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Wealth Insights | Currencies - Weekly Houseviews and Strategy

Will higher rates support further DXY gains?

  • USD: UST yields have surged sharply higher over the past fortnight and US rates markets now discount a more rapid rise in Fed policy rates – a cumulative 200bp of hikes from the current 0.25-0.5% Fed Funds rate. In FX though, rising UST yields have had a relatively muted impact on DXY that seems to be languishing in a 96.5 – 99.0 range with weakness against commodity FX (AUD, NZD, CAD), resilience against the euro bloc (GBP and EUR) and strength vs JPY. The fading impact of higher UST rates on DXY may be due to the progressive flattening of the UST curve as rates rise – perhaps signaling a higher bar for further rate rises. This suggests DXY direction will increasingly need to come from outside the US with support potentially from continuing (and possibly escalating) geopolitical tensions or a deeper and extended downturn in China and Europe, while a cessation in Russia–Ukraine hostilities and/ or a more rapid easing in global supply constraints could lead DXY to weaken.  
  • EUR: The ECB’s imprecise guidance for policy normalization seems to be leaving a vacuum for euro rates to test higher even as UST yields have lost some upside momentum for now. For EUR though, sentiment effectively boils down to a view that (1) the terms of trade shock from higher energy prices may extend further; and (2) the ECB is unlikely to tighten as quickly as what euro area rates are currently pricing (four 25bp hikes over the next 12 months), given the plunge in euro area economic sentiment. That said, the majority of ECB council members still favor policy normalization by year-end due to soaring inflation, but still well behind the Fed. Concerns about China’s outlook could also add to headwinds for EUR, given Europe’s strong trade linkages. And this leaves EUR’s status as a funding currency intact for now.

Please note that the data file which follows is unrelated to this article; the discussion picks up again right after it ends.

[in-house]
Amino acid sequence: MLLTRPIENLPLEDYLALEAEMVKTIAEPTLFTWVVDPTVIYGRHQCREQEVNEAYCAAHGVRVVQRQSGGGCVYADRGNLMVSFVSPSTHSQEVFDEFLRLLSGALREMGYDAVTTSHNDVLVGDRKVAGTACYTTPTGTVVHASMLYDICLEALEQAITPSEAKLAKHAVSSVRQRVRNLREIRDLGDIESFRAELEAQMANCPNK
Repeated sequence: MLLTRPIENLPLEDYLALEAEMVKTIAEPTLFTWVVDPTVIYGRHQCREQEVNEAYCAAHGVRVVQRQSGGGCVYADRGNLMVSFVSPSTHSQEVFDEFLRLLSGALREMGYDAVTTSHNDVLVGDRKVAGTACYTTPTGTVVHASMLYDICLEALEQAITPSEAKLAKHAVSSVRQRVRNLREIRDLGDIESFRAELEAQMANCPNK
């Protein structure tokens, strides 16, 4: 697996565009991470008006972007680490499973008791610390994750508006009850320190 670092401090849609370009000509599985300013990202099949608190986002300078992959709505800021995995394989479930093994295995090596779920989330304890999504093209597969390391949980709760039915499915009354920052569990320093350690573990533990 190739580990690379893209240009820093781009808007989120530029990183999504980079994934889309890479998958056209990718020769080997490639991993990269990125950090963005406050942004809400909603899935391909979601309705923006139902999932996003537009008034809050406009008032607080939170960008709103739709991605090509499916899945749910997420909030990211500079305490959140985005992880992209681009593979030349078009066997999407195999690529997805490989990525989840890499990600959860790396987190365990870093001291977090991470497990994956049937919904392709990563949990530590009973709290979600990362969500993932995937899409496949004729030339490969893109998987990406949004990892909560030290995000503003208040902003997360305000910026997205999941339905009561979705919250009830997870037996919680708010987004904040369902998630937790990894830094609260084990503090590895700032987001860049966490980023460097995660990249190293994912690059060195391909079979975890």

• GBP: The BoE MPC seems to be caught between a rock and a hard place. Market-based UK inflation indicators still remain elevated while BoE’s focus is shifting to softening domestic demand conditions (given the growth and terms of trade shock from high energy prices). But elevated longer-term inflation risks cannot be ignored given the risk of inflation expectations becoming embedded amidst a tight jobs market. Where does this put sterling? It is clear sterling has not benefitted from the recent rate hikes by the BoE as markets view the BoE having little appetite to embark on an extended tightening cycle. That said, rates do matter and higher BoE rates are probably behind the support for cable in the low 1.30s.   
  • AUD: Despite the improving domestic outlook, Australian rates still price a relatively aggressive tightening outlook for the RBA relative to Citi analysts. Market rates therefore are unlikely to provide much further support for AUDUSD unless the RBA validates market pricing. From a terms of trade perspective, the AUD also looks expensive relative to the Asia FX basket and China’s Li Keqiang economic activity index. However, AUD still continues to outperform EUR (hit by the growth and terms of trade shock) and JPY (weighed by the dovish BoJ). 
  • RMB: With the new Covid wave covering 16.7% of China’s GDP, Citi analysts estimate semi-lockdowns could cost 0.5-0.8/1.0-1.6ppt of China’s GDP growth in 22Q1. This means policy support remains essential to sustain China’s growth momentum, and the easing cycle is therefore unlikely to be over, especially while China retains its “dynamic zero-Covid policy”. Concerns about the new Covid impact on the Chinese economy are therefore now starting to replace RMB’s earlier bid as an alternative settlement and reserve currency following the Russia – Ukraine conflict. 

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